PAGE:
The full-length documentary follows Lou Ottens, one of the leading engineers at Philips when they created the first cassette tape and is featured during this year’s Florida Film Festival.
By Patrick Jude
I curl at the word “Millennial”, but people who use the word “Millennial” are astounded by the resurgence of vinyl records. Often missed though is the comeback of cassettes. It’s not uncommon at all now to see cassettes on touring bands merch tables, but the real comeback is being made on the local level. I spoke with Florida Film Festival filmmaker Zack Taylor about the cassette craze, and he gave us an inside look at his film “CASSETTE: A Documentary Mixtape”.
The full-length documentary follows Lou Ottens, one of the leading engineers at Philips when they created the first cassette tape. Somewhat ironically, Ottens sees the cassette comeback as silly and outdated. Director Zack Taylor explained it comically when he said “Lou is basically going back fifty years of his life, trying to understand why his invention won’t die”.
Throughout the film they meet and interview countless Punk legends; Henry Rollins, Ian MacKaye, Thurston Moore…and more. What was really cool to hear though, was how Taylor got in contact with them – “I pretty much just sent out emails, and checked for messages back. Everybody was real cool about it”.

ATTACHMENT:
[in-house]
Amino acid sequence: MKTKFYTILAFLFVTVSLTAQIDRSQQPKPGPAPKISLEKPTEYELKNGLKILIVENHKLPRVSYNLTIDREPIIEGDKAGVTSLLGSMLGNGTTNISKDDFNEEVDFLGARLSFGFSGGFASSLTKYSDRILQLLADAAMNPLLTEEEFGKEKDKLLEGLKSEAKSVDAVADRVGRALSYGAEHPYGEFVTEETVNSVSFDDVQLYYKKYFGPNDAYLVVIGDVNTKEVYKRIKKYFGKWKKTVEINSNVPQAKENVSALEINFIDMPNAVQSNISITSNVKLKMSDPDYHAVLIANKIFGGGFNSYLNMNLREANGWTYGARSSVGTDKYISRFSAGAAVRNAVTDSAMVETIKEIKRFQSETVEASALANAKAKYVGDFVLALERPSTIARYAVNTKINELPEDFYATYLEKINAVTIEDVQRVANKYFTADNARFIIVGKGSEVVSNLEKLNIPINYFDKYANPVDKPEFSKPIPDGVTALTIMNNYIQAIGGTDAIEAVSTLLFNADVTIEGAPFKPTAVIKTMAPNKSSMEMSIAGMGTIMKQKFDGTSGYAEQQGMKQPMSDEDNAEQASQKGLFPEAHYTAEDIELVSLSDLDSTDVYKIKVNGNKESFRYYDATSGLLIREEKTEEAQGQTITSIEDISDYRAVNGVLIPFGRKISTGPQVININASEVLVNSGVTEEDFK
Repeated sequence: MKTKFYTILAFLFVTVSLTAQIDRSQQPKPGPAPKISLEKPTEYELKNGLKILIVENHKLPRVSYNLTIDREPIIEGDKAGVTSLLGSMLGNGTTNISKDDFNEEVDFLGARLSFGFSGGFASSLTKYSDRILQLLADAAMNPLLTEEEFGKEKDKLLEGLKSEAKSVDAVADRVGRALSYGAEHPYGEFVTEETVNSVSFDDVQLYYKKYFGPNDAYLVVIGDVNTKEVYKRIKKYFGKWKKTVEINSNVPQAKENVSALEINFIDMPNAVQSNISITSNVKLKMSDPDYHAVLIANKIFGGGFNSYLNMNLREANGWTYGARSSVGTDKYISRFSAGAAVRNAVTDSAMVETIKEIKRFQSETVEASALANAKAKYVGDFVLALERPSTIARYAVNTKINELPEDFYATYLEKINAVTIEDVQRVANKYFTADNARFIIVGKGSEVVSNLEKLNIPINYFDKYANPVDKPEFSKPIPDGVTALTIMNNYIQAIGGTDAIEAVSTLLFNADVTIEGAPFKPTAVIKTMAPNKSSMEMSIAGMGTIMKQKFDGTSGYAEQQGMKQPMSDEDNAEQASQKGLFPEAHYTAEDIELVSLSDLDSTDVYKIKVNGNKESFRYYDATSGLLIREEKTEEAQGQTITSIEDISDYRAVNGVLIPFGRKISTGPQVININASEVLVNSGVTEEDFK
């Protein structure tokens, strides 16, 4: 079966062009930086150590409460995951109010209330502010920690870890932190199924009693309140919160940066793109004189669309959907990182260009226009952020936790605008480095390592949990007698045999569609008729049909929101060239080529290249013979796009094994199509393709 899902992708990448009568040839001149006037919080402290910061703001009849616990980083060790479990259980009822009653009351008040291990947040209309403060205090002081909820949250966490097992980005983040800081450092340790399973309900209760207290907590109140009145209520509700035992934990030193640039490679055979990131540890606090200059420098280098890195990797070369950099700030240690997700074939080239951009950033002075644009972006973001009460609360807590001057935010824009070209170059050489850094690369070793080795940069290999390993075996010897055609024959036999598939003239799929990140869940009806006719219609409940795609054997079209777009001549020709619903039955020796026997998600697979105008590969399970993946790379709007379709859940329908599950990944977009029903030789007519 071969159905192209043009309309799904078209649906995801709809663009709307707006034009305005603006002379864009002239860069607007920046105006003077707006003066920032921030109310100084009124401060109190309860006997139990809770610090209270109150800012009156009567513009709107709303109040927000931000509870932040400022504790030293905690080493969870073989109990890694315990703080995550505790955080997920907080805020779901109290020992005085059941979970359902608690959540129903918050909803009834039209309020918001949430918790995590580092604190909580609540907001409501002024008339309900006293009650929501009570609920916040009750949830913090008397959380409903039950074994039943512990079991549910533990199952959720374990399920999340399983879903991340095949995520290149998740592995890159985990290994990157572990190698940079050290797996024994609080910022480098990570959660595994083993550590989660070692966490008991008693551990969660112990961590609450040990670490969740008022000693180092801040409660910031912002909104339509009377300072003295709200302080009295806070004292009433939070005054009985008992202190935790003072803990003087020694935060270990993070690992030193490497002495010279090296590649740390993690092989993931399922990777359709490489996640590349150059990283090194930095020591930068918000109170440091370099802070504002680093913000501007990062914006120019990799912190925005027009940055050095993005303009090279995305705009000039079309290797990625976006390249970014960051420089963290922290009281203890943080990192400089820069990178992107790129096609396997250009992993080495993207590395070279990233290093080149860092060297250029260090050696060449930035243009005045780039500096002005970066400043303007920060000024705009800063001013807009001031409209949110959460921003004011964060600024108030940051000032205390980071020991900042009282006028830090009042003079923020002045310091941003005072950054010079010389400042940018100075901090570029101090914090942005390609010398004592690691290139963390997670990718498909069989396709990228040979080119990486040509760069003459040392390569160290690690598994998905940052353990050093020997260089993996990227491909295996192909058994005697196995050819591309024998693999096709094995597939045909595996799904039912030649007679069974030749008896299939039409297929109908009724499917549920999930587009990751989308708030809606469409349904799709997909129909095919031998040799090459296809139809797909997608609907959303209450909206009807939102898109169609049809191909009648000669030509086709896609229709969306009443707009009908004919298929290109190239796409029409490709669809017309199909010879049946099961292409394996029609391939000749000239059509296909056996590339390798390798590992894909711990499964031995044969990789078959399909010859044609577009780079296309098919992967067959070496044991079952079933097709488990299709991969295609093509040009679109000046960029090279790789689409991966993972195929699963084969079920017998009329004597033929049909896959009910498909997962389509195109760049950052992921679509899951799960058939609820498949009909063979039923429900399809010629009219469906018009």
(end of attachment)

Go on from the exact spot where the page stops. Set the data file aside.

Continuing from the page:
Taylor went on to say that these guys genuinely are audiophiles, and they’re passionate about cassettes. In one of the film’s interviews, Thurston Moore recalls buying a massive boom box in order to accommodate for the lack of a tape deck in his tour van.
“It’s something you can hold, something you can put on the wall as a collection”, Taylor explains. We’ve reached peak efficiency with MP3 formatting, but lost is the tangibility. The allure of album art, and the concept of listening to an album all the way through as a complete piece, are lost with matter-less downloads. Cassette’s comeback counterpart, vinyl, lacks accessibility. With most albums ranging from $20-30, it’s hard to argue value, compared to an $8 cassette.
The cost efficiency has made tapes a popular form of distribution for independent musicians, especially in the Fuzz Punk and Indie circuits.
Does it really sound better though? At the end of the day, it’s all opinion. There’s no doubt that digital formatting is the most convenient method in terms of sound quality, but it lacks the feel of the studio. It’s something indescribable.
Taylor put it perfectly when he told me… “Analog doesn’t have the clarity, but it has the war
After a successful round in Europe, and its warm reception at Dallas International Film Festival, it was clear that Zack Taylor is very excited, and humbled by the film’s success.
“CASSETTE: A Documentary Mixtape” will be shown as part of the Florida Film Festival on April 23rd, 11:30 AM and again on April 27th, 9:30 PM at the Winter Park Village’s Regal Cinemas.
Born and raised in Orlando, Patrick Jude is a recent graduate of The University Of Central Florida. He holds a B.A. in English Literature as well as an A.A. in Jazz Performance. Jude enjoys performing, and is an active musician in Central Florida. As a member of The Getbye he fills the most glorified role of any band…Bass.